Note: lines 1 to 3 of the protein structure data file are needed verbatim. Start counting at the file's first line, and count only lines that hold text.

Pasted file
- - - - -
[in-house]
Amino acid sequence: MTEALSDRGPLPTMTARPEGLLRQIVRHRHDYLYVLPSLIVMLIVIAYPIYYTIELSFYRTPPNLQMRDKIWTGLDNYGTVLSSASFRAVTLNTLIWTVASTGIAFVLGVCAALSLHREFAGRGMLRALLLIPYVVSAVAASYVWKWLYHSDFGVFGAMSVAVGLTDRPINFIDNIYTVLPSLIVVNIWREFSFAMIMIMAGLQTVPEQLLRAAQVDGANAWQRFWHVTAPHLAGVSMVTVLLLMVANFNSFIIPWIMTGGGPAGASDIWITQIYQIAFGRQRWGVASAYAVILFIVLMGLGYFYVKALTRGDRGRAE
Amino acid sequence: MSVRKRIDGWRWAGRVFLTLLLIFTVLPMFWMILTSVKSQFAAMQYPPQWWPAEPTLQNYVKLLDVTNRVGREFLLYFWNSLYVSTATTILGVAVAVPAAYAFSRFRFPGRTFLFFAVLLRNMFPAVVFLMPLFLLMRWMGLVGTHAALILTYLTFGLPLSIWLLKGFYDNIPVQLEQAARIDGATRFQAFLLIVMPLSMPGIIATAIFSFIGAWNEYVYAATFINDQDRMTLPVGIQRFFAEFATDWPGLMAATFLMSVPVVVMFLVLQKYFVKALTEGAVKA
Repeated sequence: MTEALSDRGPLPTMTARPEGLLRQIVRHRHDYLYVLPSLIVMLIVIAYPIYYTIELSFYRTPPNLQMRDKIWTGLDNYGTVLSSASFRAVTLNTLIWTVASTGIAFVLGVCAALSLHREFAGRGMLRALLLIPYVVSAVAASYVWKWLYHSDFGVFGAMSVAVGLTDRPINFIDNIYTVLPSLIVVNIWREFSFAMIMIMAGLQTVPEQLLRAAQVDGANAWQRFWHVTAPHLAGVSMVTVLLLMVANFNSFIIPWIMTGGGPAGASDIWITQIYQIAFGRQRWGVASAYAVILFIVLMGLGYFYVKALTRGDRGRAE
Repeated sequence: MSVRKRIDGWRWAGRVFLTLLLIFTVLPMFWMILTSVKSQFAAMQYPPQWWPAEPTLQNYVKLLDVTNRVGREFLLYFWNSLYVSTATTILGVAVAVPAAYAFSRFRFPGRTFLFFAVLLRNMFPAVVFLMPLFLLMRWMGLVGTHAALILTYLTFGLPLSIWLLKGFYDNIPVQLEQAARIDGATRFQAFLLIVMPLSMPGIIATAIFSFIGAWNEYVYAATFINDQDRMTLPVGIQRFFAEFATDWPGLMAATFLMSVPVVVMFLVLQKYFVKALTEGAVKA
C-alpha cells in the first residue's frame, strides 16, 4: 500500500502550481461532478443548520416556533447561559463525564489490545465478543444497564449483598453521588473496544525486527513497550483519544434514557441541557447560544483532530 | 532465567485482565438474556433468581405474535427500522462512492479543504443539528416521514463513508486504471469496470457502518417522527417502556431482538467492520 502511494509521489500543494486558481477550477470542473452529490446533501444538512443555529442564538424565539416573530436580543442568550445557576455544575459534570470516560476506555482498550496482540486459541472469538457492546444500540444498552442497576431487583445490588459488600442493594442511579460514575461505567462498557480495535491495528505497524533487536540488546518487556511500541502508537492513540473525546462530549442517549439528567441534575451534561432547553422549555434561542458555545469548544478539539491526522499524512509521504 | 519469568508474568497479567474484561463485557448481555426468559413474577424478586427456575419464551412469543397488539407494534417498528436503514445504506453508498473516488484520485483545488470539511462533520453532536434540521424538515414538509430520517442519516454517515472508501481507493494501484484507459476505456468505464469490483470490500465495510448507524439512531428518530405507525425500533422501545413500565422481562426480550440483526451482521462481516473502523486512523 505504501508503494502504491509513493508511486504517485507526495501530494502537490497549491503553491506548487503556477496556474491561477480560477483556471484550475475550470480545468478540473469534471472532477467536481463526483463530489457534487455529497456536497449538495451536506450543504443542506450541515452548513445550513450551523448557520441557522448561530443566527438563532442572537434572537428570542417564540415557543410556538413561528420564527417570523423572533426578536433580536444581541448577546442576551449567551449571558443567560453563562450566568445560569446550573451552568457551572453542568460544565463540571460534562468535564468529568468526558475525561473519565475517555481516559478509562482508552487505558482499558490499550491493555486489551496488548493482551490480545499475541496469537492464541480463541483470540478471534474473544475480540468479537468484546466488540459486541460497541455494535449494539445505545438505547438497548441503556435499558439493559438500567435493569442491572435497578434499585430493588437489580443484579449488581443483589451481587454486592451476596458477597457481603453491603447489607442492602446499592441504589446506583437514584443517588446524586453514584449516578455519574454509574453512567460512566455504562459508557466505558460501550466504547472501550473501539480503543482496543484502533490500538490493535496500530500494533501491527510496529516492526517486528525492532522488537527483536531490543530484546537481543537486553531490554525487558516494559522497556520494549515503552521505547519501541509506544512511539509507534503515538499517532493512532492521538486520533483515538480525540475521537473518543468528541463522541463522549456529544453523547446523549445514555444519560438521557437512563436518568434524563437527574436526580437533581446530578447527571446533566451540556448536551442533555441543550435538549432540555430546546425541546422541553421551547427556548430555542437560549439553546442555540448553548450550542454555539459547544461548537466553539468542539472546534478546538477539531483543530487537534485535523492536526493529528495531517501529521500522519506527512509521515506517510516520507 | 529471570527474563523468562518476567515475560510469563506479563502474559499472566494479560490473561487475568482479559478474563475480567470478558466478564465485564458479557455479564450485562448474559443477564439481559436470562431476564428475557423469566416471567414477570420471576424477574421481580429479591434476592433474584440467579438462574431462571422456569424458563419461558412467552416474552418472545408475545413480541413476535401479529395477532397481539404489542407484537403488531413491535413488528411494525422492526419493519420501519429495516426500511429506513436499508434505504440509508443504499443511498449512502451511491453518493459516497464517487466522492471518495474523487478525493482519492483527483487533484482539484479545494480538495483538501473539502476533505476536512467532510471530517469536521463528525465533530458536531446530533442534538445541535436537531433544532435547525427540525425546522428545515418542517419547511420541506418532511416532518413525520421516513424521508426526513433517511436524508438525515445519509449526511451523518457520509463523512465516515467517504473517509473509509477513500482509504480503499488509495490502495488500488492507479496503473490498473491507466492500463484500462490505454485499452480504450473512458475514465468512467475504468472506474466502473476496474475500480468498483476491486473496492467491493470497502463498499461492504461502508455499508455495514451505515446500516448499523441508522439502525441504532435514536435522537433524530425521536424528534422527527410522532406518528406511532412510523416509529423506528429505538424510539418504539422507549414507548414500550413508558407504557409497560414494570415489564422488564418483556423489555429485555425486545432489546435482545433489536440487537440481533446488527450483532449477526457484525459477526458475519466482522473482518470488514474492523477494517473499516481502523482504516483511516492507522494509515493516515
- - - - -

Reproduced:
[in-house]
Amino acid sequence: MTEALSDRGPLPTMTARPEGLLRQIVRHRHDYLYVLPSLIVMLIVIAYPIYYTIELSFYRTPPNLQMRDKIWTGLDNYGTVLSSASFRAVTLNTLIWTVASTGIAFVLGVCAALSLHREFAGRGMLRALLLIPYVVSAVAASYVWKWLYHSDFGVFGAMSVAVGLTDRPINFIDNIYTVLPSLIVVNIWREFSFAMIMIMAGLQTVPEQLLRAAQVDGANAWQRFWHVTAPHLAGVSMVTVLLLMVANFNSFIIPWIMTGGGPAGASDIWITQIYQIAFGRQRWGVASAYAVILFIVLMGLGYFYVKALTRGDRGRAE
Amino acid sequence: MSVRKRIDGWRWAGRVFLTLLLIFTVLPMFWMILTSVKSQFAAMQYPPQWWPAEPTLQNYVKLLDVTNRVGREFLLYFWNSLYVSTATTILGVAVAVPAAYAFSRFRFPGRTFLFFAVLLRNMFPAVVFLMPLFLLMRWMGLVGTHAALILTYLTFGLPLSIWLLKGFYDNIPVQLEQAARIDGATRFQAFLLIVMPLSMPGIIATAIFSFIGAWNEYVYAATFINDQDRMTLPVGIQRFFAEFATDWPGLMAATFLMSVPVVVMFLVLQKYFVKALTEGAVKA